Brexit: Sandell hits out at 'disgraceful' lack of Norway deal
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And they have been backed by the chairmen of two influential parliamentary committees, as well as Luke Pollard, Labour’s Shadow Environment Secretary, all of whom have urged to Prime Minister to deliver on his promise of a bright post-Brexit future for British fishermen. Speaking today, Jane Sandell, CEO of UK Fisheries Ltd, which specialises in distant water fishing, ie those outside the UK, said Britain must impose what she called a “temporary trade remedy against Norway” to the nation’s fishermen a chance of earning a living and to restore balance to the economic relationship between the two countries.
UK Fisheries’ vessel, the Kirkella, has been severely limited in the amount of time it can spend fishing off the coast of Norway, where it has previously operated.
Ms Sandell explained: “UK-Norway fisheries talks for 2021 collapsed in June when the Norwegians walked away from the table.
“Not only does this prevent the UK fleet from fishing in Norwegian waters for Arctic cod and haddock for the UK market – but it also means Norwegian fishing boats are free to catch the self-same fish and export them to the UK market.”
She added: “This double whammy means that most of the fish that used to be caught by British crews for our national dish and sold in fish and chip shops across the country will now be caught by Norwegians and Icelanders and exported to us.
“Our state-of-the-art trawler Kirkella is reduced to fishing for scraps off Svalbard.
“And all this because the UK refuses to flex its muscles as an independent coastal state.”
The Fisheries Producers’ Organisation (FPO) was therefore calling on the Government to impose the temporary remedial tariff on cod and haddock imports from Norway until such time as the Scandinavian country restores the UK’s cod and haddock quotas in their waters, Ms Sandell said.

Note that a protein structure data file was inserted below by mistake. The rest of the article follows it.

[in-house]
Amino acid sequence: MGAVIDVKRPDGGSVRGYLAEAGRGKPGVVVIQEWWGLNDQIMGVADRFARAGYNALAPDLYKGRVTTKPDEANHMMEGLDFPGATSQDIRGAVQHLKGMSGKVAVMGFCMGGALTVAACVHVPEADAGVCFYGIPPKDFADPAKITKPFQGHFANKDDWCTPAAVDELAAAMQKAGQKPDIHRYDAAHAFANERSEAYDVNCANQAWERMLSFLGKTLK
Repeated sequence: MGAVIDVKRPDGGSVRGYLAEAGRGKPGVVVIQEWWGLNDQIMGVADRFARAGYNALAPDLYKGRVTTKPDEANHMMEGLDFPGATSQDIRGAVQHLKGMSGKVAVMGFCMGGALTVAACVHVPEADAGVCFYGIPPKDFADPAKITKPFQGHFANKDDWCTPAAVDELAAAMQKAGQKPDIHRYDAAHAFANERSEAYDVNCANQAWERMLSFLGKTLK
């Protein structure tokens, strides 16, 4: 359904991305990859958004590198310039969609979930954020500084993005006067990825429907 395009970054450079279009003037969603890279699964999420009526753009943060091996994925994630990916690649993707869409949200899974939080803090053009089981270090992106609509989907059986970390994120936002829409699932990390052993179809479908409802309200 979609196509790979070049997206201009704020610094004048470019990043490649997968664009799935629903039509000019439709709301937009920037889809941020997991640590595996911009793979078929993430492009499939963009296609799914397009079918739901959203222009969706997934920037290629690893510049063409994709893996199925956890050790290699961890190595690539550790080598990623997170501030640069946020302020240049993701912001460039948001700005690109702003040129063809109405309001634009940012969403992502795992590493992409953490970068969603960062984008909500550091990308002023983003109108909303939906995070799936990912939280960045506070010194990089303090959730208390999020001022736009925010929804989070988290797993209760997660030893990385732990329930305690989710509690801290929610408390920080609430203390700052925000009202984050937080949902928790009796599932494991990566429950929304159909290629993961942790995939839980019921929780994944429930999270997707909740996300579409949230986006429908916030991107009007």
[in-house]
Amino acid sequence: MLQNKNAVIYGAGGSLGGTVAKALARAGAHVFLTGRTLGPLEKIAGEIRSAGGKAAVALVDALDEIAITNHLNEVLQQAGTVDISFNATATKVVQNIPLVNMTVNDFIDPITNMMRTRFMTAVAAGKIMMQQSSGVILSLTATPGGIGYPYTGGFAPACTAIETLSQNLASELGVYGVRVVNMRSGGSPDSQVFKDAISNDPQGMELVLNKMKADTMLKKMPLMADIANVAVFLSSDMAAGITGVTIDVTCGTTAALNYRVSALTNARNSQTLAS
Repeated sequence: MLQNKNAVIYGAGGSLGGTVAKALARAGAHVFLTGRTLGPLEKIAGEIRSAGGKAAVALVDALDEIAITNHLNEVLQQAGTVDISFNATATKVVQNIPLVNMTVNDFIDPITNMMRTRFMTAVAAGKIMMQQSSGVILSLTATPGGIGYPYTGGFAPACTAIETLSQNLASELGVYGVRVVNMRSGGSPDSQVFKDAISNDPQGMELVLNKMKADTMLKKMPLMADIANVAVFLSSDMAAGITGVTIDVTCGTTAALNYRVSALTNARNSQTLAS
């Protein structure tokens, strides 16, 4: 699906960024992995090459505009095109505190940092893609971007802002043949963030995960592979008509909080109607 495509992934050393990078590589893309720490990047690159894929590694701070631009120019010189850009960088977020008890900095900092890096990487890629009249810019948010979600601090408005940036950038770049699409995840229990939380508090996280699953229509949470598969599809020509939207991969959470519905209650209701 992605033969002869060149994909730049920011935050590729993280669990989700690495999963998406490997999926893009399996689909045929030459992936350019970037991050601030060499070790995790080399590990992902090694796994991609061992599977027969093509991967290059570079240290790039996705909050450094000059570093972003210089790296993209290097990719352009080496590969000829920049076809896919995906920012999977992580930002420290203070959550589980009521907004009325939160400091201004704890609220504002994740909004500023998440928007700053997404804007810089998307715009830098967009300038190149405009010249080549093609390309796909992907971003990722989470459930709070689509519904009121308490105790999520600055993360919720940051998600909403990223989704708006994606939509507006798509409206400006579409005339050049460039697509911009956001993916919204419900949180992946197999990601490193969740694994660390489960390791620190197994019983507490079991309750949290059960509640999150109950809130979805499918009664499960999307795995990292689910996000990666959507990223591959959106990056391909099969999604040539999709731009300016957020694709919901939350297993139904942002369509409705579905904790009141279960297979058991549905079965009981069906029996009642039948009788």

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Furthermore, the FPO has asked the Government’s Trade Remedies Authority (TRA) to make a ruling on this basis.
Speaking in a debate in Westminster Hall earlier this week, Neil Parish, Chair of the Environment, Food and Rural Affairs Committee called on the government to “apply a temporary trade remedy with Norway to try to get our boats access to their waters”.
In the same debate, Angus MacNeil, Chairman of the International Trade Committee, read into the record a letter he had received from Sir Barney White Spunner, chairman of the advisory board of UK Fisheries, in support of such an approach
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In his letter, Sir Barney said: “The recent deal with Norway heaps more pain on an already hamstrung distant waters fleet.
At the same time that Norway removed our right to fish for cod in its waters, the UK has given them the right to sell the self-same cod without any tariff at all to UK chippies.
“In effect the UK government has given the Norwegians the greater part of our market overnight and achieved nothing in return for English fishermen.
“We are calling on the government to apply a temporary trade remedy to bring the Norwegians back to the negotiating table.”
Mr MacNeil commented: “That deserves to be highlighted and brought to the fore in this debate.
“Many in the fishing industry in all parts of the UK are suffering quite badly.”
Luke Pollard, Shadow Secretary of State for EFRA also gave the call his backing, saying: “The plight of the distant water fleet is often ignored.
“It is a sector of our economy that has been hugely betrayed.
“Those fishers are a living, breathing example of the betrayal that has been perpetrated against them.”
Express.co.uk has approached Defra for comment.
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